The War Between Fundraising Copywriter and Editor
I recently attended a benefit for a nonprofit organization featuring two comedians—a nerd and a weatherman. (This is not the beginning of a joke. I assure you this is real.) Both contributed to a very enjoyable night for a great cause. Plus, the nerd, Don McMillan, addressed a common problem in fundraising: meaningless statistics.
I won’t give away his routine, but he explains that he takes the time to graph and chart his jokes, because he likes his act to be “technically correct.” Does that strike a familiar note with you? How often does someone take your well-crafted direct mail appeal or e-appeal and edit it to make it technically correct—and totally donor unfriendly?
Our job as fundraisers is to tell a story in a way that makes the reader want to be part of that story by making a gift. It is not to provide false information (even if that increases income, it’s still a lie). It is not to turn the reader into an expert (he or she probably has no interest in becoming one). It is not even to give equal space to each point in the story.
So, for example, we write “one in four people” instead of “24.3 percent.” We tell a story of a single person and ask the reader to help more kids like Tommy, instead of overwhelming the reader with a massive need that, somehow, his or her $50 is supposed to solve. We talk about the amazing work we do and its end result—people no longer hungry, land preserved for the next generation, etc. But we don’t get into all the details.
Our challenge: writing to the donor in the donor’s language. Simple enough, until you are faced with someone who doesn’t accept the challenge. So we have to battle against the editor or copy approver who forgets that fundraising takes head and heart.
When you find yourself in this battle, here are a few strategies I use as needed:
1. Explain right away when you submit the copy why you did or did not do something. Stick with the big issue (or two) and just toss it out there. Don’t apologize. Instead, explain that you deliberately chose this strategy to communicate with the donor and have a positive impact on income raised.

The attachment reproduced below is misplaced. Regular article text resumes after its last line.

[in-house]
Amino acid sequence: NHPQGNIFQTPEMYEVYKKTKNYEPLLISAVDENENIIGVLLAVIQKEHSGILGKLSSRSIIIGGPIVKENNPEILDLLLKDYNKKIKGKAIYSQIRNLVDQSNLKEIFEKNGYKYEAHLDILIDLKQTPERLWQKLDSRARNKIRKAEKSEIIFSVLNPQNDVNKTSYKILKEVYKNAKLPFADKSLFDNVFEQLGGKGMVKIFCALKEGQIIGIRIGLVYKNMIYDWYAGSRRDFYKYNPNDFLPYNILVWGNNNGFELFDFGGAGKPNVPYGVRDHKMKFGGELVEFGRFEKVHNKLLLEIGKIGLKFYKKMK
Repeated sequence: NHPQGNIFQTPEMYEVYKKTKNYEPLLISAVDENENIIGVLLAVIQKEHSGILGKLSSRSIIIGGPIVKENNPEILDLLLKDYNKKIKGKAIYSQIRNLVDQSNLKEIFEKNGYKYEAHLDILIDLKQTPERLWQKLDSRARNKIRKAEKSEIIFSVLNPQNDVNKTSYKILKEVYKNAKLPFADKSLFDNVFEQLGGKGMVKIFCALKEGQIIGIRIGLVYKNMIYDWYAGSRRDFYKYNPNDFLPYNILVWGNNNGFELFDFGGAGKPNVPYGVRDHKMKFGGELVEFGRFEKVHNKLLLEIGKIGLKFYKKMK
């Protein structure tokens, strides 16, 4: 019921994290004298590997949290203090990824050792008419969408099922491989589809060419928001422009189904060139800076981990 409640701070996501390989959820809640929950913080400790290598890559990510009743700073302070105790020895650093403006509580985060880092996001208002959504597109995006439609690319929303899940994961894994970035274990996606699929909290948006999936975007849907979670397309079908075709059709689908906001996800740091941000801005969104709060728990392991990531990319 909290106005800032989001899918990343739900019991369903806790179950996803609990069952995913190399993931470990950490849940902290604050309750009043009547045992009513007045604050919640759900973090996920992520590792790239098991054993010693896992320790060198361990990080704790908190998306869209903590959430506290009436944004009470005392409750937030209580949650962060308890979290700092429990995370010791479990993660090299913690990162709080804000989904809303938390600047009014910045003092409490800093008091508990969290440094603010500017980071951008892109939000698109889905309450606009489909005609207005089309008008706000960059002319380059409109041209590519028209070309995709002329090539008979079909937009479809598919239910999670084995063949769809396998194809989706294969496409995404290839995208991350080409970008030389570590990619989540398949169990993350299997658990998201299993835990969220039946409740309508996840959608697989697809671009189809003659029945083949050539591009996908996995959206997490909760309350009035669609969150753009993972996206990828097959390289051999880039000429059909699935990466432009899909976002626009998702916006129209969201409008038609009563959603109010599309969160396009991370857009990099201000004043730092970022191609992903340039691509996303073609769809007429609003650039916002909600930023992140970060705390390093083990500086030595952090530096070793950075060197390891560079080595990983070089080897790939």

2. Document your sources on the cover page. You want to prevent even the smallest seed of doubt from creeping in. Once someone has decided you are making things up, it’s hard to move them away from that misconception.
3. It’s all about location. If you know someone is going to expect to see X, Y and Z, decide if you can put them into your letter where they will do the least amount of harm. For example, don’t open the letter with a complicated statistic or put it in the P.S. Instead, bury it in what Jeff Brooks calls the “dead zone.”
4. When you get agreement on something that was controversial, remember it and continue to do it. That way, when it gets questioned again, you can politely say, “You know, we talked about that before sending out the August e-appeal, and we agreed it would be more effective—and sure enough, that e-appeal was one of the best ones we’ve done all year.”
5. Give a little. You can write the best fundraising copy ever, but if it never gets used, it isn’t effective. It’s a delicate balancing act—sticking to best practices in fundraising without alienating those who have to approve it before it gets sent out into the world to do its job.
Good editing is golden. Bad editing is painful. But it’s a fact of life as a fundraiser. We have to work together if we want to accomplish anything. This old dog knows how painful it is to “give in,” but also has great memories of when a previously unconvinced person realized that fundraising isn’t something just anyone can do, but rather is an art and a science.
So, as you write copy for your year-end efforts, remember when you tell a story that sometimes numbers are OK, as long as they don’t crush the reader’s heart under the weight of information. Let’s help our readers fall in love with what we do, over and over and over again.
Pamela consults with nonprofits, helping them develop their fundraising strategy and writing copy to achieve their goals. Additionally, she teaches fundraising at two universities, hoping to inspire the next generation of fundraisers to be passionate about the profession. Previously, Pamela led the fundraising programs for nonprofit organizations. Pamela is a member of the Advisory Panel for Rogare, the fundraising think tank at Plymouth University’s Hartsook Centre for Sustainable Philanthropy, a CFRE, a graduate of Wheaton College (IL) and Dominican University, and holds a Doctorate in Business Administration from California Southern University. Contact Pamela at firstname.lastname@example.org or follow her on Twitter at @pjbarden.